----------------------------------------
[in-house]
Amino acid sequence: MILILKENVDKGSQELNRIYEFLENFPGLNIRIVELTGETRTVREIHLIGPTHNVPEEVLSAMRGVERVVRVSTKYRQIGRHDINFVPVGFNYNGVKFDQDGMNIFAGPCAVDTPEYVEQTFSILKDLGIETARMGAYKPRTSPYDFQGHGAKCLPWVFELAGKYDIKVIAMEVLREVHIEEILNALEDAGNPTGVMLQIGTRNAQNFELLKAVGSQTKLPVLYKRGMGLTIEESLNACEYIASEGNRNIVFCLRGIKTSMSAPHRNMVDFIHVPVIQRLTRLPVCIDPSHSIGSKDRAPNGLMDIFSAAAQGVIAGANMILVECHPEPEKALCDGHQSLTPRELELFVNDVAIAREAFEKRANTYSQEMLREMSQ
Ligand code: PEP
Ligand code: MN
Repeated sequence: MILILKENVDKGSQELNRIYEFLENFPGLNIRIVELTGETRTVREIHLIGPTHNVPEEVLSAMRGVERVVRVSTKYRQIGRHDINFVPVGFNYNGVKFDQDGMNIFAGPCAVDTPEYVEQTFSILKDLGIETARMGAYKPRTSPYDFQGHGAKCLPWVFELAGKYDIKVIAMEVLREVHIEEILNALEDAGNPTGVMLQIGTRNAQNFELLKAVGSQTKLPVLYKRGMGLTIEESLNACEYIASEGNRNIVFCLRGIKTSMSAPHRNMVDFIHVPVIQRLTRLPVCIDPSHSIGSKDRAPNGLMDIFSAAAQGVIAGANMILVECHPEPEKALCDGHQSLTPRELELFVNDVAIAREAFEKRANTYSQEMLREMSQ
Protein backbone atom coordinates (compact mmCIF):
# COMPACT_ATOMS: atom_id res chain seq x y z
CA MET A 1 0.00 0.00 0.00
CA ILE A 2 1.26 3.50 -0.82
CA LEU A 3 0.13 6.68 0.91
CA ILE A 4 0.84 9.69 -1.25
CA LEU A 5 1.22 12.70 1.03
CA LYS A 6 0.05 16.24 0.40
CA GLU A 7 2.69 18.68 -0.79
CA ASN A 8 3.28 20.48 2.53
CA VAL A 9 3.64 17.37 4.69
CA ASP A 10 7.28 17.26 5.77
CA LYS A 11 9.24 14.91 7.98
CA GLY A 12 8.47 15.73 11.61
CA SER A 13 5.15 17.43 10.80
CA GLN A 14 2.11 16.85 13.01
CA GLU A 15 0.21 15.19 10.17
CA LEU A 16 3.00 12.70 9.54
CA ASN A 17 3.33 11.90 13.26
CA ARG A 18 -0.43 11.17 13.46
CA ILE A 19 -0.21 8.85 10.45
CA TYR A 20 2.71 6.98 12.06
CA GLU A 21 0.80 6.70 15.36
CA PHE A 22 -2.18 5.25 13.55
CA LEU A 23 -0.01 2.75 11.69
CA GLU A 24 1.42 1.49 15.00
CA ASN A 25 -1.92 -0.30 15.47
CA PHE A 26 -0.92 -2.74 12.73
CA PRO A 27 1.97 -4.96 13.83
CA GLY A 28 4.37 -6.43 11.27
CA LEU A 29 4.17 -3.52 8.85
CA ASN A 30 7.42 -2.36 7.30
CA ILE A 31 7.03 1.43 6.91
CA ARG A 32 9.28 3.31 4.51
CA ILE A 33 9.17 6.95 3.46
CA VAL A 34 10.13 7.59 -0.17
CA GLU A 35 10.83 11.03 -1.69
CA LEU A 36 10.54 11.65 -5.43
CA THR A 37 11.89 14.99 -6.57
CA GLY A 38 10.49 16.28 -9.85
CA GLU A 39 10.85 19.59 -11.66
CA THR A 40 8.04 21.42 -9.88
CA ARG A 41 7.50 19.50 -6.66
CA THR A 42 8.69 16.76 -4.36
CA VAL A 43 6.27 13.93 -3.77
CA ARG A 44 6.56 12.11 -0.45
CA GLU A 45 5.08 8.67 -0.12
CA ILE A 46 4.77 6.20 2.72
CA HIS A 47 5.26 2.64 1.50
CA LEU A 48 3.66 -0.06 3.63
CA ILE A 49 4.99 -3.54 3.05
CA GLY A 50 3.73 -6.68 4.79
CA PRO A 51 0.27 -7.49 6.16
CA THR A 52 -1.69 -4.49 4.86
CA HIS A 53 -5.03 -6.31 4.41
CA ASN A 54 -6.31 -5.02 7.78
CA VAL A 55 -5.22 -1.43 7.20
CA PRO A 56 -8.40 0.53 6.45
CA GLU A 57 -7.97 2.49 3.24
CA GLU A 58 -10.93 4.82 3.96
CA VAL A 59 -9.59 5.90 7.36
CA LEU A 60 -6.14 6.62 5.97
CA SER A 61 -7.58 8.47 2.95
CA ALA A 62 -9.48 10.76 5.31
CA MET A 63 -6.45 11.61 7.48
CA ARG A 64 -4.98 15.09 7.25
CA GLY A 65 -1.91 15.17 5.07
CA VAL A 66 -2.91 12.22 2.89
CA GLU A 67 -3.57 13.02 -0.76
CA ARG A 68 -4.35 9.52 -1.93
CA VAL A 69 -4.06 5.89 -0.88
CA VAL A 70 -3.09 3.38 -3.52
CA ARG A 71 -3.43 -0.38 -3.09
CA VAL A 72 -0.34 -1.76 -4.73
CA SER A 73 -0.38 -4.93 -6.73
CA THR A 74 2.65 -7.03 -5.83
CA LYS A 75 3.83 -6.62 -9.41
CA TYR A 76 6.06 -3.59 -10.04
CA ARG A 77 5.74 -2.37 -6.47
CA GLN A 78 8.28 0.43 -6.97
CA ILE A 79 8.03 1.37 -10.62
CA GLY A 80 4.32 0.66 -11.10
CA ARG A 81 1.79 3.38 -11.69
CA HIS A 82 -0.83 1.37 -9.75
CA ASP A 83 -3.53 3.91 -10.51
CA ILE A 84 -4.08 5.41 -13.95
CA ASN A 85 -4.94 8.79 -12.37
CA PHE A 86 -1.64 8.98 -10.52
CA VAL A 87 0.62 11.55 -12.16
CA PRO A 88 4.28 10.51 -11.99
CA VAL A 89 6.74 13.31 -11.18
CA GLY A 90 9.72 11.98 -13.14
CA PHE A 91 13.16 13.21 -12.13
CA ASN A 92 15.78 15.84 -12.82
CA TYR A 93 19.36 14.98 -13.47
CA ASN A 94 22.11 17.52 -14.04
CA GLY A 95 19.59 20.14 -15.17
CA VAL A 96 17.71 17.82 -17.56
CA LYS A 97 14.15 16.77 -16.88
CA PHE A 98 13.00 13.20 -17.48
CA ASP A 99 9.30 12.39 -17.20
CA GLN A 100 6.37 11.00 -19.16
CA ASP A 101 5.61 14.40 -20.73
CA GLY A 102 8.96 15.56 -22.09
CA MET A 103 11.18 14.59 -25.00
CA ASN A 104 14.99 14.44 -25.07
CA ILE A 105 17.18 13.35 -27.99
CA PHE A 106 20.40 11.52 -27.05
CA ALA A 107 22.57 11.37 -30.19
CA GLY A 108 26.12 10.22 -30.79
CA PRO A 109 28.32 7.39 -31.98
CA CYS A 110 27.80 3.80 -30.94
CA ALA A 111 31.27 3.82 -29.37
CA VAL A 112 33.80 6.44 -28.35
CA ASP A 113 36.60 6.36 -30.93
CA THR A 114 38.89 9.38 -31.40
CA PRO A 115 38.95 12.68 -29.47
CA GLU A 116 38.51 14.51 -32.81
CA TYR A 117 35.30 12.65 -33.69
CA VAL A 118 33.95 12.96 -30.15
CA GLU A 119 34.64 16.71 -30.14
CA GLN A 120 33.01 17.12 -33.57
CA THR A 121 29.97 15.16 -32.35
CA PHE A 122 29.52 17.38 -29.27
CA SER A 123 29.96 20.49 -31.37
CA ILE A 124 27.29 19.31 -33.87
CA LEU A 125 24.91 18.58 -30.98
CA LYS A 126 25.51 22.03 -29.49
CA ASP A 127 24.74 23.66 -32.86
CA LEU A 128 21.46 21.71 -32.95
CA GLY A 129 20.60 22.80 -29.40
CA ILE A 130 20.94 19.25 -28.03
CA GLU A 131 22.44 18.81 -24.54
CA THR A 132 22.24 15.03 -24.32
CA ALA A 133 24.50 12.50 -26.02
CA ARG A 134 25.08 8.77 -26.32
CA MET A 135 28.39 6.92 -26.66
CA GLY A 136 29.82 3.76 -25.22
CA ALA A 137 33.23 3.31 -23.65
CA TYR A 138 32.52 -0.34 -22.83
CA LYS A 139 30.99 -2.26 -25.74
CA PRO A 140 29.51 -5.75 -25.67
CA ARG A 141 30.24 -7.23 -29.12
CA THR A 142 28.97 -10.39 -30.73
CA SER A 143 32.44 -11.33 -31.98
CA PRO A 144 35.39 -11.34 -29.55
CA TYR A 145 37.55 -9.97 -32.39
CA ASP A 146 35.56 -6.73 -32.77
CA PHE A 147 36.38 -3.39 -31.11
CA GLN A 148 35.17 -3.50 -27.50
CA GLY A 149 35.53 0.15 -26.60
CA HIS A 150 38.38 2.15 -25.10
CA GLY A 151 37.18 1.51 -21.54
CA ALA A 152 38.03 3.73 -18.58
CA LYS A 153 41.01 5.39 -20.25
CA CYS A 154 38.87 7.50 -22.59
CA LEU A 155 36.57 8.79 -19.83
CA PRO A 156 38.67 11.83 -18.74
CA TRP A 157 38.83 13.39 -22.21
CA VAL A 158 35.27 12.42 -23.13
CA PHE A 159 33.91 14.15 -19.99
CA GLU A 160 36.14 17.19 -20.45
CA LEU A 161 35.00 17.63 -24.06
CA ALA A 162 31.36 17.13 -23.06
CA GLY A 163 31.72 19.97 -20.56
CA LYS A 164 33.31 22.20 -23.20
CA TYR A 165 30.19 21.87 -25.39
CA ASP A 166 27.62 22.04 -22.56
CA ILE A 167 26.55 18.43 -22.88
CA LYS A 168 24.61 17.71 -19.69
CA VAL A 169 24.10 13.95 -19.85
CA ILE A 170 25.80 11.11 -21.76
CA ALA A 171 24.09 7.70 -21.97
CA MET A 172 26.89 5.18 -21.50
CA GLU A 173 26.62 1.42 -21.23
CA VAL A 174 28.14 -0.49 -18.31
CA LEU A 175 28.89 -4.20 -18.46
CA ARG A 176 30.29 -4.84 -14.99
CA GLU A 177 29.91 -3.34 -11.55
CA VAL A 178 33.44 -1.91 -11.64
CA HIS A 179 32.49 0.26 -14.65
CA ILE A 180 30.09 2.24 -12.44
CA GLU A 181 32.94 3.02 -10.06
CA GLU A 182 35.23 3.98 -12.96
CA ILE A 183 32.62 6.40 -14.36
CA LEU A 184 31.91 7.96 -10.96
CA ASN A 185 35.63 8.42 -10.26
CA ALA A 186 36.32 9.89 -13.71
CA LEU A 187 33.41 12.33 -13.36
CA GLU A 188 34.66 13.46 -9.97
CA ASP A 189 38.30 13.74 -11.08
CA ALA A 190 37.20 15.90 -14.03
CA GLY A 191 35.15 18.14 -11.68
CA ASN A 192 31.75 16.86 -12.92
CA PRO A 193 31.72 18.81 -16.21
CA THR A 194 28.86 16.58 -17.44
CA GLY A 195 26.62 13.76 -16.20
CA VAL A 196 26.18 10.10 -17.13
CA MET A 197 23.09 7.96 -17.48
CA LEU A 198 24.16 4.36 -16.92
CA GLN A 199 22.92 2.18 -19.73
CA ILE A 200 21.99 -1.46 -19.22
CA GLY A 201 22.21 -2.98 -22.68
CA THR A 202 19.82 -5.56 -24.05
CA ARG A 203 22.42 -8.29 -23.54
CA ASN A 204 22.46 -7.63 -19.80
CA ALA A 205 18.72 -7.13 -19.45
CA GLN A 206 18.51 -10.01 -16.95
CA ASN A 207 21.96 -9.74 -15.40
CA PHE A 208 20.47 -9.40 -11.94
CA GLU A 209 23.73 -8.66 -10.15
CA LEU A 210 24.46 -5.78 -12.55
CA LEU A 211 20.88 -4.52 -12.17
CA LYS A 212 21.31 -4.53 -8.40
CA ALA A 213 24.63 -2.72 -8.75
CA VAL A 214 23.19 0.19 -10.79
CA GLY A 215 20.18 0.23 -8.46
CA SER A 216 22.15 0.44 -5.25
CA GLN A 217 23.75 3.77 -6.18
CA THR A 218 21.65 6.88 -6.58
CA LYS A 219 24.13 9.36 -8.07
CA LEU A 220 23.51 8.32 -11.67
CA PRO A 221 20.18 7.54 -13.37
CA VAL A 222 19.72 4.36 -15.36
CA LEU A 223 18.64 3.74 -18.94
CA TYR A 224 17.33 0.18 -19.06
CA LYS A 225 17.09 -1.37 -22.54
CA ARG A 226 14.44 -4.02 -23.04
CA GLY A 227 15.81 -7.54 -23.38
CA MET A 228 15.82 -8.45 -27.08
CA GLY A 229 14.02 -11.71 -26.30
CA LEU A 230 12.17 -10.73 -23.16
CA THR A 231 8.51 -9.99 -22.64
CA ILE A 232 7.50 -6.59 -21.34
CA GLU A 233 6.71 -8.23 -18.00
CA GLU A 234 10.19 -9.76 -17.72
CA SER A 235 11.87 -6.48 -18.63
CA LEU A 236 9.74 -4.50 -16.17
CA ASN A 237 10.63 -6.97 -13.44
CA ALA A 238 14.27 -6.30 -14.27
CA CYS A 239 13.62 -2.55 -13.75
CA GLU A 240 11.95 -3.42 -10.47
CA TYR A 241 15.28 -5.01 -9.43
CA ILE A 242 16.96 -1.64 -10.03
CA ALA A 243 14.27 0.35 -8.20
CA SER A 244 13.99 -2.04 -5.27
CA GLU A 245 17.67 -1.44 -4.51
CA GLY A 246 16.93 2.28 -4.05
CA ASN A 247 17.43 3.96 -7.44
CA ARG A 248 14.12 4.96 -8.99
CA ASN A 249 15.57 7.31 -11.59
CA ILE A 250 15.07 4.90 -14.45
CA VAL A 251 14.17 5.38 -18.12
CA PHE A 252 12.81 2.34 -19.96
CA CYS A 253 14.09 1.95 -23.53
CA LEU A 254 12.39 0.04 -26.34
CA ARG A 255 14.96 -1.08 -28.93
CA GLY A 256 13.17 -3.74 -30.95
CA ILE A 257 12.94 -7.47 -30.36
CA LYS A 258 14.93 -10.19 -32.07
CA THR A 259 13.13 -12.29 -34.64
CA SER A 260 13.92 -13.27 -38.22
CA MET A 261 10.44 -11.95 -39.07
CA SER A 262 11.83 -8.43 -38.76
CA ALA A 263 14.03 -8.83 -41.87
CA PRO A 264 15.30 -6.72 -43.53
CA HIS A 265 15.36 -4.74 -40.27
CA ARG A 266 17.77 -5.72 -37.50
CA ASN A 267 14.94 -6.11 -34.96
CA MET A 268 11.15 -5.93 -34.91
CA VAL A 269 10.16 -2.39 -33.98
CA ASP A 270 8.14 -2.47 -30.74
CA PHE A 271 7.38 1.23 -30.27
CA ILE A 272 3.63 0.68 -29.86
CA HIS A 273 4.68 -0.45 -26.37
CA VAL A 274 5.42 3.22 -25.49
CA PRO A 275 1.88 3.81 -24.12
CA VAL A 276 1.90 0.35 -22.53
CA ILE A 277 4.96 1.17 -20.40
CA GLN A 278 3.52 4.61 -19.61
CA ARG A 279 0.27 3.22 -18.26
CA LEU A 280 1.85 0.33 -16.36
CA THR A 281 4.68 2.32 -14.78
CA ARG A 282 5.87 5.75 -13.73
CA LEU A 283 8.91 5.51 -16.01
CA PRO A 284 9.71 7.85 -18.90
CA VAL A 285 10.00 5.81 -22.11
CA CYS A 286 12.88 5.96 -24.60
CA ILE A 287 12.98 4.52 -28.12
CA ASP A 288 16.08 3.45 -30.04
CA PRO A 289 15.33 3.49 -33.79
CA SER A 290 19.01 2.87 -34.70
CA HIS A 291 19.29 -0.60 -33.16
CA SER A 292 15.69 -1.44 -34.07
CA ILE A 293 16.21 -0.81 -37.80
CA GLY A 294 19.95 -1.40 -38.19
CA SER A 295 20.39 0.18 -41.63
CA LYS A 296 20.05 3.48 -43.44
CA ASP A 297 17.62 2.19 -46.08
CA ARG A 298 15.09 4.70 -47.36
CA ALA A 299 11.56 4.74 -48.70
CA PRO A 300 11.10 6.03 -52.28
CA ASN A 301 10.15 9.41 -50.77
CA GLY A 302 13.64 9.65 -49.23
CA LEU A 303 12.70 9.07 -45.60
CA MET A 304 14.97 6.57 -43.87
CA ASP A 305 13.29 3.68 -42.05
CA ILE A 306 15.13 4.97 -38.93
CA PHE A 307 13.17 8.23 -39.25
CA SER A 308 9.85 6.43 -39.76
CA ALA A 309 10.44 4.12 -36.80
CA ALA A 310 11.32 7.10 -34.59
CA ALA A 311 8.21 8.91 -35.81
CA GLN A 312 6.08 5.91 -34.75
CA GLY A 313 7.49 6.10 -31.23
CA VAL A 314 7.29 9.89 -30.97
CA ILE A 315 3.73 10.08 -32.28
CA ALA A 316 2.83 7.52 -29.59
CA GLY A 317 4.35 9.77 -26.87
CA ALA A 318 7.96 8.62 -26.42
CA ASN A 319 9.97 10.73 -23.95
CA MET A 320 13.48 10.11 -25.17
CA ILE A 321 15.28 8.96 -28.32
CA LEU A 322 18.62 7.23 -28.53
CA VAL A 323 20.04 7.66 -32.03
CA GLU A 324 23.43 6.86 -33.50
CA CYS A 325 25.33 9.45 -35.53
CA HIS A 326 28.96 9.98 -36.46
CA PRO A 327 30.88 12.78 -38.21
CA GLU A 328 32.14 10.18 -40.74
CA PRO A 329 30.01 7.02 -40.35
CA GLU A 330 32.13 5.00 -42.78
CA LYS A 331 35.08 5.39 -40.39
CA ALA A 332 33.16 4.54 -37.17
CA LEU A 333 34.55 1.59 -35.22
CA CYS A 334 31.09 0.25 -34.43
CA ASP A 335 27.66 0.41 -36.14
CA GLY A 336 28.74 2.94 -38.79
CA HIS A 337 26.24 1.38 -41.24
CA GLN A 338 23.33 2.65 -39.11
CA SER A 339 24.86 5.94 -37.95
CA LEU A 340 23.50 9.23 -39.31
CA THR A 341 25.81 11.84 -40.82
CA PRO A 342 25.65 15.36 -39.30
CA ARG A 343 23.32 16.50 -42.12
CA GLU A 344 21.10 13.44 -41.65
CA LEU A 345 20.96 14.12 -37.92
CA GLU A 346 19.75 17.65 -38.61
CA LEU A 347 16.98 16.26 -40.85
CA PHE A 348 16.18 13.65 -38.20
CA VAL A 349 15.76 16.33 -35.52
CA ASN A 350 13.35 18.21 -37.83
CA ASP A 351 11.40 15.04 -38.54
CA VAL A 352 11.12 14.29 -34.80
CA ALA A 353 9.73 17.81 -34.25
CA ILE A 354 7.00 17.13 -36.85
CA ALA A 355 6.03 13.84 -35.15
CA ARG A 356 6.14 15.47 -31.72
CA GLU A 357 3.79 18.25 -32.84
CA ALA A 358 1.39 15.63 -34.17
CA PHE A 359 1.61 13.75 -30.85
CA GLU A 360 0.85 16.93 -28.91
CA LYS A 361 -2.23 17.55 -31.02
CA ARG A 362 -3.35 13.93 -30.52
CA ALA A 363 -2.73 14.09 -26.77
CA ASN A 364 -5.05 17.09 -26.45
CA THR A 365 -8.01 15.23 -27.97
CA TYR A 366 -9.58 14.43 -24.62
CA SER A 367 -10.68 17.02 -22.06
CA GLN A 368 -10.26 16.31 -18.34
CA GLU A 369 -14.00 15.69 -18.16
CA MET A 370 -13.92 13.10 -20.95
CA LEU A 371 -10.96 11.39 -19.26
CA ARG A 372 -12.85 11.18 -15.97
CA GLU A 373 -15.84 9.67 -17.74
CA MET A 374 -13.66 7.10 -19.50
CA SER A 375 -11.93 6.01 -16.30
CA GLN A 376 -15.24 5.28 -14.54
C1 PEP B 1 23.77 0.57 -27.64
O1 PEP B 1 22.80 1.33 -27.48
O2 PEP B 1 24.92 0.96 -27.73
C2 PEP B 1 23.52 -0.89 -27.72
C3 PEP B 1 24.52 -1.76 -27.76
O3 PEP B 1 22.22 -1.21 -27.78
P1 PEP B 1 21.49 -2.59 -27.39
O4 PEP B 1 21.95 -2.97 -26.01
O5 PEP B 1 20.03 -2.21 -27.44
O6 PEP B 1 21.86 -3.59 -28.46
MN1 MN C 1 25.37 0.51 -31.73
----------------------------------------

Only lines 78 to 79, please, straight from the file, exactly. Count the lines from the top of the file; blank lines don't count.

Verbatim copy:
CA ARG A 71 -3.43 -0.38 -3.09
CA VAL A 72 -0.34 -1.76 -4.73